With long term personal care needs established, the next hurdle is establishing that the adult dependant relative is unable to obtain the required level of care in the country where they are living, even with the financial help of the sponsor, because either the care is not available and there is no person in that country who can reasonably provide it or the care is not affordable.
This test is the crux of the adult dependent relative visa application. How you frame your case against this rule will define the path of the case. It’s important to choose your argument carefully.
Required level of care
The evidence you provide about long term care needs must also go on to explain what the applicant’s required level of care is. The Home Office provides helpful guidance:
The “required level of care” is a matter to be objectively assessed, with reference to the specific needs of the applicant. The level of long-term personal care must be what is required by the individual applicant to perform everyday tasks, in light of their physical needs and any emotional or psychological needs, in each case as established by evidence provided by a doctor or other health professional.
In considering whether the care is available in the country in which the applicant is living, the Entry Clearance Officer (ECO) will consider both what care is available, and whether it is realistically accessible to the applicant. As to the latter, consideration should be given both to the geographical location and the cost of such care.
Consider: what are the applicant’s actual daily needs? What care do they need to receive to meet those needs? To answer this, it can help to think about what an average day encompasses.
I’ve emphasised any emotional or psychological needs in the quote above because this is where we can really move one step beyond the physical tasks that a paid carer might fulfil. We can consider to what extent the applicant requires contact with the sponsoring family member just to get through their day. This guidance reflects paragraph 59 of Britcits v SSHD  EWCA Civ 368 which clarified that ‘care’ could encompass emotional and psychological requirements, provided this was verified by expert medical evidence.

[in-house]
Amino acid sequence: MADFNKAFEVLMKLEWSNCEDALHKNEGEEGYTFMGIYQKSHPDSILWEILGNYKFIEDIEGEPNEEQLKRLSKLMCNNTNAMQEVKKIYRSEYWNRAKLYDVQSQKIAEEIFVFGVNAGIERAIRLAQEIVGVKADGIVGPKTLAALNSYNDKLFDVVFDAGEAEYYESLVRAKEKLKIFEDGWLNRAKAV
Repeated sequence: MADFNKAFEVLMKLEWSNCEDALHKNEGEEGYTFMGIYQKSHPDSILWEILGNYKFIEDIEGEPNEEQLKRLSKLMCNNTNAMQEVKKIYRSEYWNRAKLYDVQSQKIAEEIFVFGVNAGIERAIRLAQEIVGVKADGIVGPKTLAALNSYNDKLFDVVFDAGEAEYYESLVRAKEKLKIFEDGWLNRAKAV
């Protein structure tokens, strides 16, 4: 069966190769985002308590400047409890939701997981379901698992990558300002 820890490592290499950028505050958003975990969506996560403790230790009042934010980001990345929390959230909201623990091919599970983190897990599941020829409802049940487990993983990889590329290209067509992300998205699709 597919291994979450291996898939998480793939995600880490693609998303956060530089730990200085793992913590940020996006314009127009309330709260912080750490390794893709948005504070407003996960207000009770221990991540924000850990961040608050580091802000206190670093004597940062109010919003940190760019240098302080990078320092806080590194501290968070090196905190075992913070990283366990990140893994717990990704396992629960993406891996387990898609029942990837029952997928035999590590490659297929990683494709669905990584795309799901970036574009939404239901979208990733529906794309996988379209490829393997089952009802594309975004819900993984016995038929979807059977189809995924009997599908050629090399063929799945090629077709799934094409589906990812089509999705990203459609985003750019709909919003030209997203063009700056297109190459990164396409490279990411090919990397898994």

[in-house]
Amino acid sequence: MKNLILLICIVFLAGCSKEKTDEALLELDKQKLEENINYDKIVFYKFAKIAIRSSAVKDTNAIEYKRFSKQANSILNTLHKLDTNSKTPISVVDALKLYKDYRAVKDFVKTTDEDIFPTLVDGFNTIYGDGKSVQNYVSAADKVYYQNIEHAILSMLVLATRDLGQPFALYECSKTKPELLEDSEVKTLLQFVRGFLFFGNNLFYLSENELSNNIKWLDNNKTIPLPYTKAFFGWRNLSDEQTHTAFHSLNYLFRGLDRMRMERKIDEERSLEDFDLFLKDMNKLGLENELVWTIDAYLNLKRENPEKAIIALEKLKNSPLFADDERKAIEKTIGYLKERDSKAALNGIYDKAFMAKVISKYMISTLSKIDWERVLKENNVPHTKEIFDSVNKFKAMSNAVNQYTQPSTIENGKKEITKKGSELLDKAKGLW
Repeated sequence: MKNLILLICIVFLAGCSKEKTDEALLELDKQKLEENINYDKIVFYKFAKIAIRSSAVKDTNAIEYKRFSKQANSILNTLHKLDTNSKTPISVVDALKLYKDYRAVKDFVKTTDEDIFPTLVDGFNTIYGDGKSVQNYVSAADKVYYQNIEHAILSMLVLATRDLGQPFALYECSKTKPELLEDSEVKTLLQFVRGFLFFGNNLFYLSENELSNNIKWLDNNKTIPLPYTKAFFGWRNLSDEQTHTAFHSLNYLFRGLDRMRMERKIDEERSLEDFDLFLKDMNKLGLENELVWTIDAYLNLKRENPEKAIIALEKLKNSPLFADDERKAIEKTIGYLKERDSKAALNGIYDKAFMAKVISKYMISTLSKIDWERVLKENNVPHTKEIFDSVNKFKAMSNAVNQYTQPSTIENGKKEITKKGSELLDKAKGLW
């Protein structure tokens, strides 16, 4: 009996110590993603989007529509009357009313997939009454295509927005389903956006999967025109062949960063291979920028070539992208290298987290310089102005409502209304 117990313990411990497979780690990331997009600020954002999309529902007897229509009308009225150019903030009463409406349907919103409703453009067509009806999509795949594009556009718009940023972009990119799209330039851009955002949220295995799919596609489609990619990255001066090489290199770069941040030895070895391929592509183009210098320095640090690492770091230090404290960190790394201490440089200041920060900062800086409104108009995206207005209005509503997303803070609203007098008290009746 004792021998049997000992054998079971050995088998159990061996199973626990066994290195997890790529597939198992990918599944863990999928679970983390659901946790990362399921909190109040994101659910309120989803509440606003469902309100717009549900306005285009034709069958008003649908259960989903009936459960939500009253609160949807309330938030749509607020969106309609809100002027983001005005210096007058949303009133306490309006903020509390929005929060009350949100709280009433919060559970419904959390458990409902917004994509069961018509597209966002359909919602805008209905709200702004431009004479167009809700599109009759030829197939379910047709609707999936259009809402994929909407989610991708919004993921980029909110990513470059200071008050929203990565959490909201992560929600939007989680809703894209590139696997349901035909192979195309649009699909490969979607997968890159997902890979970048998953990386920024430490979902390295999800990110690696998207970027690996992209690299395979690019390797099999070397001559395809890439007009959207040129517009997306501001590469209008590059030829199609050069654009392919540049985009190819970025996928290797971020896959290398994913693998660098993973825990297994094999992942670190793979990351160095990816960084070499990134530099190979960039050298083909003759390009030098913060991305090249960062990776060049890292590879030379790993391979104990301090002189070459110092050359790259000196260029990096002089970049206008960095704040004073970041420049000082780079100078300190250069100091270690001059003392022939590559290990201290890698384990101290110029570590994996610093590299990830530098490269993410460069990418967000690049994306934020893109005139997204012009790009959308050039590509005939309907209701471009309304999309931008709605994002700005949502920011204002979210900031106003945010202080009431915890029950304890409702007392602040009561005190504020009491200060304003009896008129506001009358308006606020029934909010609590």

I’ve worked with several sponsors who have dedicated several hours per day to WhatsApp or Skype calls with their parent abroad. The calls were essential to keep mood up and stave off loneliness, sadness, and depression, but for many sponsors this kind of arrangement is unsustainable in the long term. In addition to direct calls, many sponsors spend time in their day co-ordinating aspects of their parent’s care with local neighbours, family or carers on a daily basis.
This intense time commitment is a real and important aspect of the required level of care. If we limit ourselves to proving only the physical components, it is very easy for the Home Office to dismiss those as mundane tasks that can be fulfilled by any able person paid to do them. The emotional components are much more interesting and must also be included in a rounded assessment of the required level of care.
Ideally, a medical professional or a psychologist or perhaps even a social worker will speak to the circumstances of the case. It is rarely going to be sufficient for a sponsor to just assert all of this. At least one expert really needs to link the narrative together with an objective and independent assessment and explanation of what the required level of care is.
No person in that country who can reasonably provide that care
After establishing the required level of care, the next question is whether there is any other person in that country who can reasonably provide the care. The key word is “reasonably”, and the concept of reasonableness can do a lot of heavy lifting here. There may well be people or institutions in the country that can provide care, but is that type of care reasonable?
The guidance explains what the entry clearance officer will be looking for when considering reasonableness:
The ECO should consider whether there is anyone in the country where the applicant is living who can reasonably provide the required level of care. This might be a close family member: son, daughter, brother, sister, parent, grandchild, grandparent, a wider family member, friend or neighbour, or another person who can reasonably provide the care required, for example a home-help, housekeeper, nurse, carer or care or nursing home.
If an applicant has more than one close family member in the country where they are living, those family members may be able to pool resources to provide the required care.
The concept of whether another person can “reasonably” provide care may require consideration of such matters as the location of that person, their own circumstances and other commitments, and their willingness to provide such care. The fact that a person or organisation has been providing care for a period may suggest that they can continue to do so, however, if evidence is provided as to the temporary nature of such care, or as to a change in circumstances, this must be carefully considered.